The end of July also brought an issue of the speculative translation publication Samovar. In it, Chen Chuncheng (translated by Jack Hargreaves) presents a strange and almost bucolic story of a person who manicures clouds so that they always appear fluffy and appealing in “A Cloudcutter’s Diary”. The titular cloudcutter is in something of a self-imposed exile, living remotely and alone mostly to try to figure out how to apply themself in life – to determine what avenue of study to apply themself to, and hopefully avoid any dead ends. There’s a touch of the absurd underneath a relatable feeling of indecision and a desire to make the “right” decision, without really understanding what that would mean. Chuncheng crafts a subtle but powerful tale of doubt, quietude, and serendipitous disaster. Moving to poetry, “Ablution” by Ricardo Jaimes Freyre, translated by Brittany Hause, finds a narrator and woman together, with the woman described as pale, sad, and sharp. The title brings to mind a repetitive task, a cleansing, and the way the narrator describes and relates to the woman gives the piece, for me, a feeling of the care needed to maintain a relationship. Through the poem there is a sense of the passion and the need that needs to be stoked for two people to stay together, tied to deep, religious imagery that speaks to devotion, faith, and communion.
Strange Horizons closed out July with Tanvir Ahmed’s stirring “The Miraculous Account of Khaja Bairaq, Pennant-Saint of Zabel”, which features an animate and sentient banner (the titular Khaja Bairaq), who witnesses one injustice too many and decides to act against the king of Zabel, who has enlisted a dragon to keep the Mongols at bay, but who allows the dragon to eat his people, and whose obsession with a wall to keep his enemies out leads to greater abuses still. The piece pairs a kind of humor with very serious and grim elements. A willful banner isn’t exactly an expected protagonist, and there’s a petrified melon as well, and yet Ahmed manages these with a sense of matter-of-fact magic and sly humor. There’s a refusal to accept that injustice must be endured quietly, that peace and freedom exist only in the next life – there’s a fire and spirit that Khaja Bairaq embodies that is compelling and raw and makes for an excellent read! Moving into August, and Omodero David Oghenekaro’s poem “Questions for the Fallen” finds a narrator speaking to someone who has been marginalized, hurt, and hunted – forced to inhabit a space they didn’t choose, because otherwise they faced an annihilating danger. The narrator offers a kind of choice or alternative, a vision of violent power, and the poem lingers on the question of whether this person will accept, and what that would mean for them, for the world they live in, and for justice. Staying with poetry, Sodïq Oyèkànmí’s “stream of dreams where my mouth asks not to be blood-light” also speaks of danger, where the narrator knows there are hands waiting to snatch – there are holes where people used to be and are no longer. These absences have weight to them, and a grim magic against which only a different kind of magic might prevail – the magic of faith and ritual. The poem lingers, though, on how potent the magics might be, and how final the consequences when faith and ritual do not succeed in preventing tragedy.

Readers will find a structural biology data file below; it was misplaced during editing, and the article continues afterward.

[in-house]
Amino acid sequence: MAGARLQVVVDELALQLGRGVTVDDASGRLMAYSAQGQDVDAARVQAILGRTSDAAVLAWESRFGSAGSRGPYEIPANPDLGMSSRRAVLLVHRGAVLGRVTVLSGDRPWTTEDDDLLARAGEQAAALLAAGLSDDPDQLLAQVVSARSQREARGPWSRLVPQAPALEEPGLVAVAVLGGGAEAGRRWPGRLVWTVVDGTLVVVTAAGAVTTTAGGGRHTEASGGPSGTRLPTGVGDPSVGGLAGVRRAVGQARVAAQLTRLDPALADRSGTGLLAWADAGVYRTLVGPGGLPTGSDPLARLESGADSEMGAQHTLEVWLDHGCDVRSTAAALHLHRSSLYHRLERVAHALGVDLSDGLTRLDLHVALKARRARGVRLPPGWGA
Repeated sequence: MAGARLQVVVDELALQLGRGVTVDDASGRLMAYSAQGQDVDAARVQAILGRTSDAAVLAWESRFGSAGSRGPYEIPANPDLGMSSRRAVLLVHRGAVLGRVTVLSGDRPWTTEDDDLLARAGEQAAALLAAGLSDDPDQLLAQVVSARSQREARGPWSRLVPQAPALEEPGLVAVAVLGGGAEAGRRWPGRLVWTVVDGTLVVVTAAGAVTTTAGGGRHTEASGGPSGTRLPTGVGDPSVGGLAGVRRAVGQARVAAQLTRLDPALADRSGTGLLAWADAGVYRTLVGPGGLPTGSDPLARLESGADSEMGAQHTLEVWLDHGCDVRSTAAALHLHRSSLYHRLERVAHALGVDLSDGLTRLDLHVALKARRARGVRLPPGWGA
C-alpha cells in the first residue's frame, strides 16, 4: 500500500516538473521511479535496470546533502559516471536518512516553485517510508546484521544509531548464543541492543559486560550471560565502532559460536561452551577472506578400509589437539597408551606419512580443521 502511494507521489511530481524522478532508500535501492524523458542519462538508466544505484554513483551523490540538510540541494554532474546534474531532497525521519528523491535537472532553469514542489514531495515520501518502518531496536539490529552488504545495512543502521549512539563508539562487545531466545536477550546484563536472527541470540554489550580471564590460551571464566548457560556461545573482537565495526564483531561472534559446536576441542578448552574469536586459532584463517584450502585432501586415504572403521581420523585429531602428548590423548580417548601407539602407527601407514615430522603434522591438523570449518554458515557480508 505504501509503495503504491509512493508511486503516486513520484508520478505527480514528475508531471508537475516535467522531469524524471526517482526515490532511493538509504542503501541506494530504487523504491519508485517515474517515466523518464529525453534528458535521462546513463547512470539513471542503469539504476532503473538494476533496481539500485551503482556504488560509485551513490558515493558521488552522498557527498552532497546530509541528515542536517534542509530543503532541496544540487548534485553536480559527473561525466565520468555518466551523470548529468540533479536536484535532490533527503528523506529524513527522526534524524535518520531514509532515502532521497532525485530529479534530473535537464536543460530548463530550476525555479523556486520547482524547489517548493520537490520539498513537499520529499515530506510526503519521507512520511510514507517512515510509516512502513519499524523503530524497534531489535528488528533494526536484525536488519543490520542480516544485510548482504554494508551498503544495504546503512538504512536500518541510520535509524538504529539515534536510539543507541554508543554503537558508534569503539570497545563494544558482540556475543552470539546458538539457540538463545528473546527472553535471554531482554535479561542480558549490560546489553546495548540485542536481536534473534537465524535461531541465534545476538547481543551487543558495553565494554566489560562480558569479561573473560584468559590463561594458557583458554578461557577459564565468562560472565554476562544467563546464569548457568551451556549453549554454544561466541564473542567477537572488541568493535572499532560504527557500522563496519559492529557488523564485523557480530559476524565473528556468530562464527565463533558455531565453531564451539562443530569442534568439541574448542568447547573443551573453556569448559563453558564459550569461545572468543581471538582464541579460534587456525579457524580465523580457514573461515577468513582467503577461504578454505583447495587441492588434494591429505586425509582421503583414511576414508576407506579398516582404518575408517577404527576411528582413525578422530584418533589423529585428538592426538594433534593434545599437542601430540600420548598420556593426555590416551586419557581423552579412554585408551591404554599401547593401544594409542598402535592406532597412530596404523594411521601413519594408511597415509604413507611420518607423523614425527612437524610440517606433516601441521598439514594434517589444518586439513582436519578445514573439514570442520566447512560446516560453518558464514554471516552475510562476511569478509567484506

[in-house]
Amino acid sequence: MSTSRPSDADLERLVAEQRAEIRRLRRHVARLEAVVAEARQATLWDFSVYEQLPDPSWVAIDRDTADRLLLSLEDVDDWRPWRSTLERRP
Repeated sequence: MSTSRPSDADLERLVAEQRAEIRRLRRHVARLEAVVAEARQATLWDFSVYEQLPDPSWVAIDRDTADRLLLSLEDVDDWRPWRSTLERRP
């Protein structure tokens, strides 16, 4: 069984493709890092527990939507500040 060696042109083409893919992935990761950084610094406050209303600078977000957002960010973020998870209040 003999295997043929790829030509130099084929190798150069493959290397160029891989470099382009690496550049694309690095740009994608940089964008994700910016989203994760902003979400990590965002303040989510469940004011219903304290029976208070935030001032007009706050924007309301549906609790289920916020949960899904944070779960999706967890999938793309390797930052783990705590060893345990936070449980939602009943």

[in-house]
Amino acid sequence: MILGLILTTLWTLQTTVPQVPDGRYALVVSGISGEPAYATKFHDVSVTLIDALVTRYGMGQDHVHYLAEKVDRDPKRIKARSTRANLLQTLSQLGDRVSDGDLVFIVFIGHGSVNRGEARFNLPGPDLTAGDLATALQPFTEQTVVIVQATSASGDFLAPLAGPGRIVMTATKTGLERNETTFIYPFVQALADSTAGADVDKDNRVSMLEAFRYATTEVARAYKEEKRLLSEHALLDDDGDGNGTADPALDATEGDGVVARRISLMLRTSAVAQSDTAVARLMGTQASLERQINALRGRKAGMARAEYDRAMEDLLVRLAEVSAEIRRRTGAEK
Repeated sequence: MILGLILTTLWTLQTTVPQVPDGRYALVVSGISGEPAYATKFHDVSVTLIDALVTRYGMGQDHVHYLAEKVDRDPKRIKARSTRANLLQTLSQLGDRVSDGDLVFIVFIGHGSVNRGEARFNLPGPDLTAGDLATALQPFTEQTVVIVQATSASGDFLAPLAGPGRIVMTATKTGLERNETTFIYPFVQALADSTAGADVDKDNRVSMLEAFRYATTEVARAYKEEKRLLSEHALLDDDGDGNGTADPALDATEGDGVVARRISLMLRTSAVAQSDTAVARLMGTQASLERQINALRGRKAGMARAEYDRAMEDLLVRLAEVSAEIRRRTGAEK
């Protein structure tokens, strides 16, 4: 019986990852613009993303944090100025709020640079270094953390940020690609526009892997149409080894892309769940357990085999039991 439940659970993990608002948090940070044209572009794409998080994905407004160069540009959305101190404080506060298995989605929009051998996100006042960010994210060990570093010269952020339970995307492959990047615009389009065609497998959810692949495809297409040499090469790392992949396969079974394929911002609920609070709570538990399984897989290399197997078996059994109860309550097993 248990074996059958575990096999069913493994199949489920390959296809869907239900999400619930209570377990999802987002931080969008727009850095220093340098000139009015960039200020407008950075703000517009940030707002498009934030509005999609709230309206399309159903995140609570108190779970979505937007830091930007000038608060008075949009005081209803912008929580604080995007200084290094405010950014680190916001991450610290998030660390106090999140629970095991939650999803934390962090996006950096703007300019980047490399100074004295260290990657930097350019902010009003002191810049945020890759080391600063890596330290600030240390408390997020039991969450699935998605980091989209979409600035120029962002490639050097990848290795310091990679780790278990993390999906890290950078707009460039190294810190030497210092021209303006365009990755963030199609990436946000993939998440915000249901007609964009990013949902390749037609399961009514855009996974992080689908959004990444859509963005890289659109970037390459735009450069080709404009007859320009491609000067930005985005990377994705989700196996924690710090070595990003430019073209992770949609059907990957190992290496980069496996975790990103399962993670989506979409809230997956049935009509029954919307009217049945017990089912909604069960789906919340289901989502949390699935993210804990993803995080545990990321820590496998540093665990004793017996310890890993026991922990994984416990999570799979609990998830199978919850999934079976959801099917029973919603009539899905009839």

Drabblecast has also been active, putting out stories in July and August, including “Plans for Expansion” by Aliya Whitely, a story about a worker at a castle that claims to be haunted in order to draw in tourists. The narrator, a younger worker there, doesn’t want to become stuck, to become a part of the place, but a discovery by the owner of a secret room far below the castle turns that desire rather pointless. Whitely uses the literal to reveal the horror of being caught and transfixed in life – trapped in a capitalist sense in a situation that was supposed to be temporary, and for the narrator in a physical sense that’s unsettling and terrifying.
August’s Diabolical Plots pairs two stories with very different tones, one lighter and more comedic, one heavier and more laced with sorrow. “Take Me to the Water” by Sarah Macklin is the latter, a story where the narrator has been kept from a part of themself that they are just starting to realize and note the absence of. The story is careful but unflinching in the portrayal of abuse as something that doesn’t necessarily involve physical violence, though that’s not entirely absent. Rather, the more insidious abuse here is a kind of denial, a refusal to reveal the world and all its wonders to a child for fear of abandonment, and so deny that child the chance to truly be in their element.
This review and more like it in the October 2022 issue of Locus.
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